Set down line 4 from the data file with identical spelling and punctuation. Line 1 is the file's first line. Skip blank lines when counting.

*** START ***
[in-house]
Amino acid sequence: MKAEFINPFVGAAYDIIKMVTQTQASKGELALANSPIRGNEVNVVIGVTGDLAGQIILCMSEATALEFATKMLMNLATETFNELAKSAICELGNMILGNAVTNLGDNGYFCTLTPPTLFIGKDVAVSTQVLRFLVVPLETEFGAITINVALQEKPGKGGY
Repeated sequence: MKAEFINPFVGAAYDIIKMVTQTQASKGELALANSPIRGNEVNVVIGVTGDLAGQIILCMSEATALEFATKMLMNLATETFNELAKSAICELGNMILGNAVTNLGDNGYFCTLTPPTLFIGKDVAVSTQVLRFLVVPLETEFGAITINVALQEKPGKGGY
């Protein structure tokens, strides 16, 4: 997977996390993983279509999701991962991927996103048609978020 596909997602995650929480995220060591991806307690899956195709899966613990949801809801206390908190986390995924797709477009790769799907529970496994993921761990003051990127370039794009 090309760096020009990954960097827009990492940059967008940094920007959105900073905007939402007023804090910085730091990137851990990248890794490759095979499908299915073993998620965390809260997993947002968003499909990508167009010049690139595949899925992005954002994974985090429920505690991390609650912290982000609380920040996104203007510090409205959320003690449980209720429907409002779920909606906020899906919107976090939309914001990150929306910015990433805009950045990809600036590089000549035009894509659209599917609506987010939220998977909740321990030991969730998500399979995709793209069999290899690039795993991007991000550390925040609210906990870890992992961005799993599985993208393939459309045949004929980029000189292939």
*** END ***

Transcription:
């Protein structure tokens, strides 16, 4: 997977996390993983279509999701991962991927996103048609978020 596909997602995650929480995220060591991806307690899956195709899966613990949801809801206390908190986390995924797709477009790769799907529970496994993921761990003051990127370039794009 090309760096020009990954960097827009990492940059967008940094920007959105900073905007939402007023804090910085730091990137851990990248890794490759095979499908299915073993998620965390809260997993947002968003499909990508167009010049690139595949899925992005954002994974985090429920505690991390609650912290982000609380920040996104203007510090409205959320003690449980209720429907409002779920909606906020899906919107976090939309914001990150929306910015990433805009950045990809600036590089000549035009894509659209599917609506987010939220998977909740321990030991969730998500399979995709793209069999290899690039795993991007991000550390925040609210906990870890992992961005799993599985993208393939459309045949004929980029000189292939």